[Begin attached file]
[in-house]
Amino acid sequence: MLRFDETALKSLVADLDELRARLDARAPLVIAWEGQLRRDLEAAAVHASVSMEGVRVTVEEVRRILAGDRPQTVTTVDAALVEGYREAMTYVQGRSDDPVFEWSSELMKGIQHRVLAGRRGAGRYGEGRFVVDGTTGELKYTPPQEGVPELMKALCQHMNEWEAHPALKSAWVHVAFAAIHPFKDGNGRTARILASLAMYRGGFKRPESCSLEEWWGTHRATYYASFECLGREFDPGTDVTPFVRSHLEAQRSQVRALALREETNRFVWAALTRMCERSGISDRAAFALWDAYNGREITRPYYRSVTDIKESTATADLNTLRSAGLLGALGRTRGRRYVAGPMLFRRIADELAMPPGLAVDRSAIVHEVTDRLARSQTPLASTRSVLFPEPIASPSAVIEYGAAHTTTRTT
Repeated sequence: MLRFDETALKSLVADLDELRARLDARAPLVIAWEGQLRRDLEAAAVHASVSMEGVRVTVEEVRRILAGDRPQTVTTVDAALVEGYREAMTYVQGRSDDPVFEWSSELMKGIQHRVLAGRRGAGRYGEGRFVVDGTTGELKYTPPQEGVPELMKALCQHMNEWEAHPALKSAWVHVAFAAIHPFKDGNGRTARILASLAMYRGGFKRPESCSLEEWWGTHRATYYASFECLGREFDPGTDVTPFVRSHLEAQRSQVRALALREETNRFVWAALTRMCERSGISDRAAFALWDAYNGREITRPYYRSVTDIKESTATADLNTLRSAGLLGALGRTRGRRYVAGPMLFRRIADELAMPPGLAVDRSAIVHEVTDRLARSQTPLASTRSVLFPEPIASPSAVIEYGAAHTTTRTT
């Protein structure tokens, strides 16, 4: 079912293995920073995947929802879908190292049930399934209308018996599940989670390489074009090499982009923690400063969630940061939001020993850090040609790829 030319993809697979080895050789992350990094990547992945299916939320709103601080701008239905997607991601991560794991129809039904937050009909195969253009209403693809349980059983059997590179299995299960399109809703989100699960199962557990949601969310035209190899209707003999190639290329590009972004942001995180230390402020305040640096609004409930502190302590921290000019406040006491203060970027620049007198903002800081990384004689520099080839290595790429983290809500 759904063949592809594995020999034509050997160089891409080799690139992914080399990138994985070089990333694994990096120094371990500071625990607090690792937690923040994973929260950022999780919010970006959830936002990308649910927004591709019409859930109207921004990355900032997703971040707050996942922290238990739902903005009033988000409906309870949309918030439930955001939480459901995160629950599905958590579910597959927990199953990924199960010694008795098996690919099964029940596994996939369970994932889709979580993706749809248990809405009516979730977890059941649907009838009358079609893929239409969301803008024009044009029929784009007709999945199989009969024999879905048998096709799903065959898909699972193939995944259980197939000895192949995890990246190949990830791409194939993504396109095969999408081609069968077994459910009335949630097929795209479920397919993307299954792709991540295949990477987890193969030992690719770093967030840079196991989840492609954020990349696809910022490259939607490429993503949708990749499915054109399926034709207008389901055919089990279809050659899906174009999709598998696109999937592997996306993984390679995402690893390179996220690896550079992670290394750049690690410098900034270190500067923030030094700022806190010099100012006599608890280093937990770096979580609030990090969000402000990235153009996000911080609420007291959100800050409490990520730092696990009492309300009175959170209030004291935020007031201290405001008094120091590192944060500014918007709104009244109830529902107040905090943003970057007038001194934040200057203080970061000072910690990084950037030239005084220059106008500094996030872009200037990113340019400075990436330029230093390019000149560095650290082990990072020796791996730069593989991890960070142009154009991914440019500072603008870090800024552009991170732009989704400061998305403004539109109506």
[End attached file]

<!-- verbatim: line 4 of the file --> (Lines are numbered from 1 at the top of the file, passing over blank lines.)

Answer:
């Protein structure tokens, strides 16, 4: 079912293995920073995947929802879908190292049930399934209308018996599940989670390489074009090499982009923690400063969630940061939001020993850090040609790829 030319993809697979080895050789992350990094990547992945299916939320709103601080701008239905997607991601991560794991129809039904937050009909195969253009209403693809349980059983059997590179299995299960399109809703989100699960199962557990949601969310035209190899209707003999190639290329590009972004942001995180230390402020305040640096609004409930502190302590921290000019406040006491203060970027620049007198903002800081990384004689520099080839290595790429983290809500 759904063949592809594995020999034509050997160089891409080799690139992914080399990138994985070089990333694994990096120094371990500071625990607090690792937690923040994973929260950022999780919010970006959830936002990308649910927004591709019409859930109207921004990355900032997703971040707050996942922290238990739902903005009033988000409906309870949309918030439930955001939480459901995160629950599905958590579910597959927990199953990924199960010694008795098996690919099964029940596994996939369970994932889709979580993706749809248990809405009516979730977890059941649907009838009358079609893929239409969301803008024009044009029929784009007709999945199989009969024999879905048998096709799903065959898909699972193939995944259980197939000895192949995890990246190949990830791409194939993504396109095969999408081609069968077994459910009335949630097929795209479920397919993307299954792709991540295949990477987890193969030992690719770093967030840079196991989840492609954020990349696809910022490259939607490429993503949708990749499915054109399926034709207008389901055919089990279809050659899906174009999709598998696109999937592997996306993984390679995402690893390179996220690896550079992670290394750049690690410098900034270190500067923030030094700022806190010099100012006599608890280093937990770096979580609030990090969000402000990235153009996000911080609420007291959100800050409490990520730092696990009492309300009175959170209030004291935020007031201290405001008094120091590192944060500014918007709104009244109830529902107040905090943003970057007038001194934040200057203080970061000072910690990084950037030239005084220059106008500094996030872009200037990113340019400075990436330029230093390019000149560095650290082990990072020796791996730069593989991890960070142009154009991914440019500072603008870090800024552009991170732009989704400061998305403004539109109506």